Suspended lawyer gets prison time for mortgage fraud

A suspended Las Vegas lawyer was sentenced Thursday to 41 months in prison after prosecutors described him as a leader and organizer in a mortgage fraud scheme.

The defendant, Stanley Walton, also must pay about $3.1 million in restitution. He has until Jan. 24 to surrender to prison.

Walton, 55, pleaded guilty in May to one count of conspiracy to commit bank, mail and wire fraud.

On Thursday, he told U.S. District Judge James Mahan that the day of his plea “was the hardest, toughest day” of his life, and he asked the judge to consider granting him probation.

“There was never, ever any intent to defraud,” Walton said.

Assistant U.S. Attorney Daniel Schiess later used that statement to bolster the government’s argument for prison time.

The prosecutor read excerpts from Walton’s plea agreement and said, “He either lied then, when he entered his plea, or he’s lying now.”

According to the document, Walton and others conspired from September 2004 through July 2007 “to fraudulently obtain residential mortgages in order to obtain proceeds from the mortgages for their personal use.”

He advised the straw buyers to use their names and credit to purchase the homes and said he would split the profits with them when the homes were resold.

Walton and his co-schemers fraudulently purchased six homes in Henderson and three homes in Las Vegas.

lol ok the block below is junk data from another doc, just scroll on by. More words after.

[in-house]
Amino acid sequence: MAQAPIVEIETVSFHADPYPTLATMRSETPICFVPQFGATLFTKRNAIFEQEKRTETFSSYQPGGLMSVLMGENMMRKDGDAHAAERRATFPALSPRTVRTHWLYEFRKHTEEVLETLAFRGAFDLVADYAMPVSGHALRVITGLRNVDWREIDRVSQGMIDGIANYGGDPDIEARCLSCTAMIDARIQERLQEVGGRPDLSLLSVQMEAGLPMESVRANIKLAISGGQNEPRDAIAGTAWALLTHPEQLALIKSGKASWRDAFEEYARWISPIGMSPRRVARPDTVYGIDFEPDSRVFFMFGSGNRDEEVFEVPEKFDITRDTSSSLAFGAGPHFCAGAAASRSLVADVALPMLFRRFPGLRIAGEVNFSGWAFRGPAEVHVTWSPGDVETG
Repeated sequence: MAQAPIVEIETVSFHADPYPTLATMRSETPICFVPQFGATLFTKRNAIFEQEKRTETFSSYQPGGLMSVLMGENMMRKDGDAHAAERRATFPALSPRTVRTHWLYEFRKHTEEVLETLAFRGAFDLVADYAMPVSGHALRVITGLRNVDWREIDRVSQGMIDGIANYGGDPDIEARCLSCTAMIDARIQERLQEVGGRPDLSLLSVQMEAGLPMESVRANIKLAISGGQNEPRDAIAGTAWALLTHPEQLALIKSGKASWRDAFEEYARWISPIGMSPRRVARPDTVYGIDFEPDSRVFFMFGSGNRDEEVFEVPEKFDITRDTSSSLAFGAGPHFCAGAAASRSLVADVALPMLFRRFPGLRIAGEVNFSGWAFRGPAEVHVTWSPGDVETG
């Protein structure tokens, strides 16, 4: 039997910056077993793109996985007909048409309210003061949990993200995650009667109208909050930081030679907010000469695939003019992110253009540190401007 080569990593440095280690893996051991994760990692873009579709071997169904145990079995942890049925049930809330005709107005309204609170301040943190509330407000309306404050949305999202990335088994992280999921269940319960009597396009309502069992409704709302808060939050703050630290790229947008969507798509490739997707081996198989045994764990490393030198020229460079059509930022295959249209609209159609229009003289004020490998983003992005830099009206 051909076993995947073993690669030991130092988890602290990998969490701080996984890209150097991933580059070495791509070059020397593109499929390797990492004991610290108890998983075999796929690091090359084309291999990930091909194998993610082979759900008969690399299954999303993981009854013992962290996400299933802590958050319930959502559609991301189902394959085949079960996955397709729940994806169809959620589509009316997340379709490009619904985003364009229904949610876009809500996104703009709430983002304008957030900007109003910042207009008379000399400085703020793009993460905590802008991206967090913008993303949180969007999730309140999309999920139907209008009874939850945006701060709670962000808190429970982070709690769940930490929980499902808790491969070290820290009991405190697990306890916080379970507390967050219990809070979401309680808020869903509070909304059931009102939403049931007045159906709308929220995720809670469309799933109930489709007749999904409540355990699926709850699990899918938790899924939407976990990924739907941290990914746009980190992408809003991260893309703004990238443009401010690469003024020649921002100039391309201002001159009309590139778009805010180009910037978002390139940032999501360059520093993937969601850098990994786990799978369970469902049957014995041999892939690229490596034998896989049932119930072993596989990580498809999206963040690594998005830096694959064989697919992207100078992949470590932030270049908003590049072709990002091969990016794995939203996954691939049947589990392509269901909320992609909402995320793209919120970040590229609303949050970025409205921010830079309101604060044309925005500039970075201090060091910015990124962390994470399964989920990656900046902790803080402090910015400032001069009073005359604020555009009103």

“In his mind, there was never any intent to not pay these loans,” defense attorney Thomas Ericsson said.

Ericsson noted that Walton lost his own home through foreclosure while trying to keep up with all the payments.

Walton and loan officer Pamela Black were indicted in February 2011 on the conspiracy charge.

“Mr. Walton, when you pleaded guilty, I said this was a sorry day, and it was a sorry day,” the judge told the defendant on Thursday.

Mahan then contrasted Walton’s contrite attitude on that day to his claim at the sentencing hearing that he had no intent to defraud.

The judge said Walton may not have specialized in real estate law, but he knew he couldn’t submit false information to banks.

Black also pleaded guilty to the conspiracy charge. She was sentenced in July 2012 to time served and was ordered to pay about $1.2 million in restitution.

As part of Walton’s plea deal, he agreed to the forfeiture of $750,000 in money or property, in addition to the restitution.

Walton, an Army veteran, said he moved to Las Vegas in 1989 and has lived an admirable life.

“I worked very hard in my life to do the right thing,” he said.

According to the State Bar of Nevada website, he obtained his law degree from Washburn University in Topeka, Kan., and he received his license to practice law in Nevada in 1992. The website also indicates his license is suspended.

In his law practice, Walton primarily handled criminal and personal injury cases.

Contact reporter Carri Geer Thevenot at cgeer@reviewjournal.com or 702-384-8710. Follow @CarriGeer on Twitter.


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